Visibly seen from the ground, the released dust produces an optical cloud, and, by attaching the electrons in the ionosphere, forms charged particulates. This plasma then generates waves that scatter radar signals used for remote sensing.

“The CARE launch was fully successful,” says Dr. Paul A. Bernhardt, CARE principal investigator. “Ground-based radars tracked the effects on the ionosphere for twenty minutes, providing valuable data on how rocket motors affect ionospheric densities. The data will be used to validate simulations of natural disturbances in the upper atmosphere.”

The NRL Plasma Physics Division’s (PPD) Charged Particle Physics Branch and the University of Washington made measurements with plasma probes and electric field booms on a deployable instrument payload. Ionospheric disturbances were monitored with multi-frequency beacon transmissions from the rocket payload that were detected by a network of ground receivers from the Finnish Meteorological Institute (FMI), Sodankylä Geophysical Observatory (SGO), and NRL PPD.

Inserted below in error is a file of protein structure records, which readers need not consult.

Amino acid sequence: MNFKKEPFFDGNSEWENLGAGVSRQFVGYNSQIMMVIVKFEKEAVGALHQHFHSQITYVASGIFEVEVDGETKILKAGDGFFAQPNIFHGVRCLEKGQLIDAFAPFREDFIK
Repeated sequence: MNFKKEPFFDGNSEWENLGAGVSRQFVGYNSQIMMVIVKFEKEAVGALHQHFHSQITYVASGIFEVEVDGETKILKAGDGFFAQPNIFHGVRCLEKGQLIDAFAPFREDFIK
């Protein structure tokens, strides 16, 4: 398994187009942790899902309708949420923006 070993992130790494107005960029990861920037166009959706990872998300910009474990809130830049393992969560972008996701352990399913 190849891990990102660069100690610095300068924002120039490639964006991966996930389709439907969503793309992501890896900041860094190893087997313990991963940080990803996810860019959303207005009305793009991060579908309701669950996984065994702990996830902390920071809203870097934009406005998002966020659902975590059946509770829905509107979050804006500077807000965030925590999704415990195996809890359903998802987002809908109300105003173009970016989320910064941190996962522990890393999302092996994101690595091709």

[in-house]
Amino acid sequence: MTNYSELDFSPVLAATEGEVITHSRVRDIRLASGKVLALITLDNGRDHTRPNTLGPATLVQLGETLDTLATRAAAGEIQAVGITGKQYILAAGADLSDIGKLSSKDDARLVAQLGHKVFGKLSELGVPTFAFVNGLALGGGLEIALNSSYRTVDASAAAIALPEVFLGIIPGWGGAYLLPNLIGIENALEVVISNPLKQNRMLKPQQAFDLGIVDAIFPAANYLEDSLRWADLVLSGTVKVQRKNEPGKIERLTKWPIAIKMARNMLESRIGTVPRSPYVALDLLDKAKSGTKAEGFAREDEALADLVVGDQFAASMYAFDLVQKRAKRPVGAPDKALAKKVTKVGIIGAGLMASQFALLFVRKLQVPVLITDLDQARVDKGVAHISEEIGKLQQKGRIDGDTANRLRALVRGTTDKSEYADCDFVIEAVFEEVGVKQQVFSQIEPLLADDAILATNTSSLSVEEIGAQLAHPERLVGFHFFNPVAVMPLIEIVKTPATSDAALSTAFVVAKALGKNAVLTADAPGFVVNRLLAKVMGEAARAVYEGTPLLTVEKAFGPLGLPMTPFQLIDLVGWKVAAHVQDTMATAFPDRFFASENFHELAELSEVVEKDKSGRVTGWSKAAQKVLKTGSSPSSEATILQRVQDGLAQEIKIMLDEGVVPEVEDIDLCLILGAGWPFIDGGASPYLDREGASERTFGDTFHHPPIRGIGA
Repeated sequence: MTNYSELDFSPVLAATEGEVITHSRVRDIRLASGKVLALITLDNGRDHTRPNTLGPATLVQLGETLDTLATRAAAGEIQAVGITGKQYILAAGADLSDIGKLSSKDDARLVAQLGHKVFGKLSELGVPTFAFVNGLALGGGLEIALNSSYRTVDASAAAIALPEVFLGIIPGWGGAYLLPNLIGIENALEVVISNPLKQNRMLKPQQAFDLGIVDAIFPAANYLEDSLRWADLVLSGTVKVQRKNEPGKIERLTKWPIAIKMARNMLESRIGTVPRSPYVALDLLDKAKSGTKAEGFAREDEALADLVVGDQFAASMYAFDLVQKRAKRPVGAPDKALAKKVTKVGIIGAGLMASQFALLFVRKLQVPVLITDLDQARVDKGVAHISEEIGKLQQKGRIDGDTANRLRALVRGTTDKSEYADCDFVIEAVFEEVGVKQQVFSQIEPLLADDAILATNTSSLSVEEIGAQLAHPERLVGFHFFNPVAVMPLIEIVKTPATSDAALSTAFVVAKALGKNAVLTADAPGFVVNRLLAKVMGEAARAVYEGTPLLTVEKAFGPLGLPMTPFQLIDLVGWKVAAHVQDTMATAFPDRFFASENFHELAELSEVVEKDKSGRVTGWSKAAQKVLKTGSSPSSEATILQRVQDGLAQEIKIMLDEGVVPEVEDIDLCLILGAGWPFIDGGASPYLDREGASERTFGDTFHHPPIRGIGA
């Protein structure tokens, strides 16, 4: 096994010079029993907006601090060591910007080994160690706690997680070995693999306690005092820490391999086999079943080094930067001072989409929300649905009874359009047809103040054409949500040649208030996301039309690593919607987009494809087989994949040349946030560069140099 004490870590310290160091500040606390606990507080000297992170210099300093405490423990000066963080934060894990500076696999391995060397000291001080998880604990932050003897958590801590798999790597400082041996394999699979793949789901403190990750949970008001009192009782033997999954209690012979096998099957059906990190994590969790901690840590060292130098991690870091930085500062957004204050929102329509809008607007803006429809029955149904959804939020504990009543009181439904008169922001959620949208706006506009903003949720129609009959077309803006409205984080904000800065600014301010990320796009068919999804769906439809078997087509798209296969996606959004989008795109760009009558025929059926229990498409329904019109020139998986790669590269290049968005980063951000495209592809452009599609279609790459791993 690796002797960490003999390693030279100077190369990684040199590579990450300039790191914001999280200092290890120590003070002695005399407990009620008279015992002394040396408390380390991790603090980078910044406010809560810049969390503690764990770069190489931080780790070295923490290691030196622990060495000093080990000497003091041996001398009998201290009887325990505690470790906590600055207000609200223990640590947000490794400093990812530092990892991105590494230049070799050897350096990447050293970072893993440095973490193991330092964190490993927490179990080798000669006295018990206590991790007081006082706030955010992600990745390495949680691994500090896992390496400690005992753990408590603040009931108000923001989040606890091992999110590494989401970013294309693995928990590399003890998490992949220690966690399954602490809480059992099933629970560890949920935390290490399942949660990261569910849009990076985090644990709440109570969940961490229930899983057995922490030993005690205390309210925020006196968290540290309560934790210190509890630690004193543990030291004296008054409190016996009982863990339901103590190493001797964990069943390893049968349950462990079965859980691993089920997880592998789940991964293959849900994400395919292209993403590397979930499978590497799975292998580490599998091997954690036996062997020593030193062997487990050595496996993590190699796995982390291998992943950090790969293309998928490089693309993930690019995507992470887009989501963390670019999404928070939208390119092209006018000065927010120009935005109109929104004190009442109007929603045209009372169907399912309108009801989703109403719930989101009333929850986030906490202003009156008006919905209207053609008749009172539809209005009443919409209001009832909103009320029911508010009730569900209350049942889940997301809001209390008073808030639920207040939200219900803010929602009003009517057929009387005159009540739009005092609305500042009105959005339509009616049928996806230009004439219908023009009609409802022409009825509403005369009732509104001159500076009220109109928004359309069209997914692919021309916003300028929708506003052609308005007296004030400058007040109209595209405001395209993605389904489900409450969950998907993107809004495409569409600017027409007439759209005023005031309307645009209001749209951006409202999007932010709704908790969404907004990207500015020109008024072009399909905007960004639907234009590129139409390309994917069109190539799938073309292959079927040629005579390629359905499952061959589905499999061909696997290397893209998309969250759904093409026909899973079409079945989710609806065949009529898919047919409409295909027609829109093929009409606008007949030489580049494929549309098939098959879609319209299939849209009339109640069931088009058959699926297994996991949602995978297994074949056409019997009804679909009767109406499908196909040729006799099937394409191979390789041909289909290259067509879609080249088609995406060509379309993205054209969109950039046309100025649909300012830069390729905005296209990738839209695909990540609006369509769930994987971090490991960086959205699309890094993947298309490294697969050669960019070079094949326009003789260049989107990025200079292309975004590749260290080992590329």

The Black Brant XII rocket stands 65 feet tall and produces about 70,000 pounds of thrust at lift off. The fourth stage does not require fins since it is ignited outside the atmosphere. The 5 Hertz spin rate keeps the rocket stabilized, much like a gyroscope. Image courtesy of NASA.

Ground radars and optical instruments that recorded the dust release were provided by the European Incoherent Scatter Scientific Association (EISCAT); Institute of Applied Physics (Germany); Institute of Space Physics, (Sweden); and others.